Yesterday, my colleague and I ran our first ‘break out’ with our classes (Grade 2 and 4). A ‘breakout’ is an engaging learning game, where the players have a set amount of time (in our case 45minutes) to solve a series of challenges, riddles and questions in order to breakout!
To prepare for our breakout, we downloaded a kit from BreakoutEDU and we chose a game with a math place value focus. Then we bought a multitude of locks (3 digit, 4 digit, alphabet, directional and key locks) and we collected a series of math manipulatives. Finally our colleague in secondary used the 3D printer to create the breakout boxes for us, but you can also purchase the kits from http://www.breakoutedu.com/
This took a lot of preparation, but was it worth it?
- The students were deeply engaged and immersed in the activity, racing against the clock.
- The students improved their teamwork skills. When one girl got the wrong answer, another team mate was overheard saying “Don’t worry, we all make mistakes”.
- Students had to problem solve and apply critical thinking to solve the riddles. “This is impossible” or “This is too difficult” was called out as they persevered!
- Students applied their place value knowledge in order to obtain the 4 digit codes.
- Students had to troubleshoot “Hang on, I don’t have a QR reader on my iPad, what do I do?”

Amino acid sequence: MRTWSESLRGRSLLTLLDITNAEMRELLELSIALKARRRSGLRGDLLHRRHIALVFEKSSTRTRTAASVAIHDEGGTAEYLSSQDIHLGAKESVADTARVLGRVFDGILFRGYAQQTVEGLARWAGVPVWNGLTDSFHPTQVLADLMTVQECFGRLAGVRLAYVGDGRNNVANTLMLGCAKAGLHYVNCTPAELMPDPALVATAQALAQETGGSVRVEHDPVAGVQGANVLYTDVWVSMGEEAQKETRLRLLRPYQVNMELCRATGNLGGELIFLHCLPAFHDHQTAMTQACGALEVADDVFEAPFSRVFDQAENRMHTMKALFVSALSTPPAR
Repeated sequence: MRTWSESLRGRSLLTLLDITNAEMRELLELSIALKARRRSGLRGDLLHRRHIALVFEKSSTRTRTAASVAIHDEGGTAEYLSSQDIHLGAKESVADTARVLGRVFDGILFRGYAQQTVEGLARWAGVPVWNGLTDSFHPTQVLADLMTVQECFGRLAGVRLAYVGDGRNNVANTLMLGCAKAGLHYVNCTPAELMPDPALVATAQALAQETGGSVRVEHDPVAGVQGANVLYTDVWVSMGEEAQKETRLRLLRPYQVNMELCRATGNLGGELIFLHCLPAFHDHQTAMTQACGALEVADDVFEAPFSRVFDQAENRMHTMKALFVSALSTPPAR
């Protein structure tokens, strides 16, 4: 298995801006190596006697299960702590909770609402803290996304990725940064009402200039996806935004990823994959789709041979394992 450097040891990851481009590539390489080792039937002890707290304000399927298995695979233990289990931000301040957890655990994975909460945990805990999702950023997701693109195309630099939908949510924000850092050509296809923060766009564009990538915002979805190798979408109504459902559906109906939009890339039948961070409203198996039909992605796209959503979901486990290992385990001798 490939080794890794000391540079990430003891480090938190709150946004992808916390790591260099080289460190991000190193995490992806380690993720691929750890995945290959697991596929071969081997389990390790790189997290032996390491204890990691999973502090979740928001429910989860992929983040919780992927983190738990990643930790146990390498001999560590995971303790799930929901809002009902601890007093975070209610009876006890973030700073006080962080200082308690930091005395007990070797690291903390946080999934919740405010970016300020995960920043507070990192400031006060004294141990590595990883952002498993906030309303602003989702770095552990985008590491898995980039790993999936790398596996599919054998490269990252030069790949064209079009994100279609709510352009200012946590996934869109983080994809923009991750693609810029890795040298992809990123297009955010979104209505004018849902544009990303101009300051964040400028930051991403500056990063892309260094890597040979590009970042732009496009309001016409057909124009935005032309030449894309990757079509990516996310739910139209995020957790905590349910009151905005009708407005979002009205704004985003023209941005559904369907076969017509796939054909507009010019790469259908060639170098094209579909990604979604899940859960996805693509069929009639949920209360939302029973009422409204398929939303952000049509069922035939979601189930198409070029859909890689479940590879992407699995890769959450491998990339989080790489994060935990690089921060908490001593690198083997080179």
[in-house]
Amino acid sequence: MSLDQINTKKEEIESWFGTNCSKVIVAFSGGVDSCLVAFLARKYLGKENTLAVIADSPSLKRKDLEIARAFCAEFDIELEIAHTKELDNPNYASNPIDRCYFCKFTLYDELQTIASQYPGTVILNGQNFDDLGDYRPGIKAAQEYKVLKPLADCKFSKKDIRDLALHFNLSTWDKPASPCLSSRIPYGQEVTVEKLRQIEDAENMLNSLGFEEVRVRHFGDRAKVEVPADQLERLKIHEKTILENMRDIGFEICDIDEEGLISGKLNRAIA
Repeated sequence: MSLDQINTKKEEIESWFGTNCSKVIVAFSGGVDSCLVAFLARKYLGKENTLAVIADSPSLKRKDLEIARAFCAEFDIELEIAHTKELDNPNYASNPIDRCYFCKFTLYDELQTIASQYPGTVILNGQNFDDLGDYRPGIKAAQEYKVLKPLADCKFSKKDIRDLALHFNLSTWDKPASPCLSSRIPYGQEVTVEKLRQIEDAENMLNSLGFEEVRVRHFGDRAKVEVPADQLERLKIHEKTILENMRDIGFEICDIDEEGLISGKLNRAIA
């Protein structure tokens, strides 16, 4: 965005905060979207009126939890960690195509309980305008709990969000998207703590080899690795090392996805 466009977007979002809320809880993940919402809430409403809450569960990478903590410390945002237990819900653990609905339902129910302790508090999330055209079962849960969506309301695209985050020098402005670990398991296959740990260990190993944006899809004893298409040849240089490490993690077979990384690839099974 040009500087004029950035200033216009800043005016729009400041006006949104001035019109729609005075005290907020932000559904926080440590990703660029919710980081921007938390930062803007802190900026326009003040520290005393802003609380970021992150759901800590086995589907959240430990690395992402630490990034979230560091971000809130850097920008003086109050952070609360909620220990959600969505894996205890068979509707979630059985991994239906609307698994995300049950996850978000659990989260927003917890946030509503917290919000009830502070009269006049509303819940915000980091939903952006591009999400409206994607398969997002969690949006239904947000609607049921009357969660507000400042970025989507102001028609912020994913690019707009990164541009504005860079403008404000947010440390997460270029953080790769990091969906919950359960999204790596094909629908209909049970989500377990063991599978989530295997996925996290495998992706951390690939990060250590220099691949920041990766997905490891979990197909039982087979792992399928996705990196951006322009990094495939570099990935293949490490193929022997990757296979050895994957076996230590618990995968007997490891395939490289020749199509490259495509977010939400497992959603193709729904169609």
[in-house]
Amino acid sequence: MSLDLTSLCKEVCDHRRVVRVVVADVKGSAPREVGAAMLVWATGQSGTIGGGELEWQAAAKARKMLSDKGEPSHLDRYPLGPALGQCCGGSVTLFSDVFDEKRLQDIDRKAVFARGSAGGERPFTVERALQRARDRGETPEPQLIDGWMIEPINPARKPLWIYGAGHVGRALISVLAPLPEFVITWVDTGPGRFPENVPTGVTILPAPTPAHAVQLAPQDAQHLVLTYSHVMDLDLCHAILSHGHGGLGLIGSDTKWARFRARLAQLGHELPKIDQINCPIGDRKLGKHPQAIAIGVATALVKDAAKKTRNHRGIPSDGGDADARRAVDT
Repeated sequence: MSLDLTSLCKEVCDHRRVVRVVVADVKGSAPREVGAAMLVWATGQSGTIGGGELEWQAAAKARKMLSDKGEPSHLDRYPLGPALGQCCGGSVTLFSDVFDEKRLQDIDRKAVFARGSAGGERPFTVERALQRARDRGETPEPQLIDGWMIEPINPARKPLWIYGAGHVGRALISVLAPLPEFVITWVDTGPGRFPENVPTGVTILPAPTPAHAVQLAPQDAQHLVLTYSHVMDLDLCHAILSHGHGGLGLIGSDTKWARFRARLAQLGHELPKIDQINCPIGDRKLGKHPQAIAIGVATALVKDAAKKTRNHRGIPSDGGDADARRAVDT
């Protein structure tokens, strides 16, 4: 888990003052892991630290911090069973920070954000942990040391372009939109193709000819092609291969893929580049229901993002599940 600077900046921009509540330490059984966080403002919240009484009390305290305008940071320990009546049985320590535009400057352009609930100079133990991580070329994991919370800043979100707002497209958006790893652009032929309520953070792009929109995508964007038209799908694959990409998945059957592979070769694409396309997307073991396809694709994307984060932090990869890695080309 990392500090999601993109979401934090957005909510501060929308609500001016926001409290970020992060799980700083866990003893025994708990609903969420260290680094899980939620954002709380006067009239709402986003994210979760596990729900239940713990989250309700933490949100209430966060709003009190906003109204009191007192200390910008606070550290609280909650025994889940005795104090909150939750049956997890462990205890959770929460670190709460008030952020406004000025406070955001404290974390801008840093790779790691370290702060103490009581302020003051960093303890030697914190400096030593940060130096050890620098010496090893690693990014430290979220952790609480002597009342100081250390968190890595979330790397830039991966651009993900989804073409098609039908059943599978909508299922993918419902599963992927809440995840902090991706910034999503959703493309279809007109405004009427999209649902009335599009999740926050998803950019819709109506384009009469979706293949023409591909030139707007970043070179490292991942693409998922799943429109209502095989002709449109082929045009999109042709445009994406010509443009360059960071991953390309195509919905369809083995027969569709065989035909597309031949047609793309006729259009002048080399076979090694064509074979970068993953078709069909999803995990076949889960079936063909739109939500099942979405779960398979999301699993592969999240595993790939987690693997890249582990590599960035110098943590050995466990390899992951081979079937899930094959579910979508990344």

Claire and I reflected on what we would do differently next time:
- Have smaller teams of 4 students (we have 6-7)
- Have more than one laptop to complete the puzzles (this caused a queue)
- Have more than one ipad to enter the final code (This also caused a queue)
- Use a large space, free of clutter so that it is easier to identify which objects are clues, such as a sports hall, a large corridor or a meeting room.
- Encourage the students to actually get to know each other on their team. Some were working with students they had never met before. During the reflection at the end, our Head of School asked “How many of you actually know the names of all of your team mates?” The number of hands raised was disappointingly low…
Personally, I can’t wait to run this same game with other teachers/classes in my school and to maybe design my own!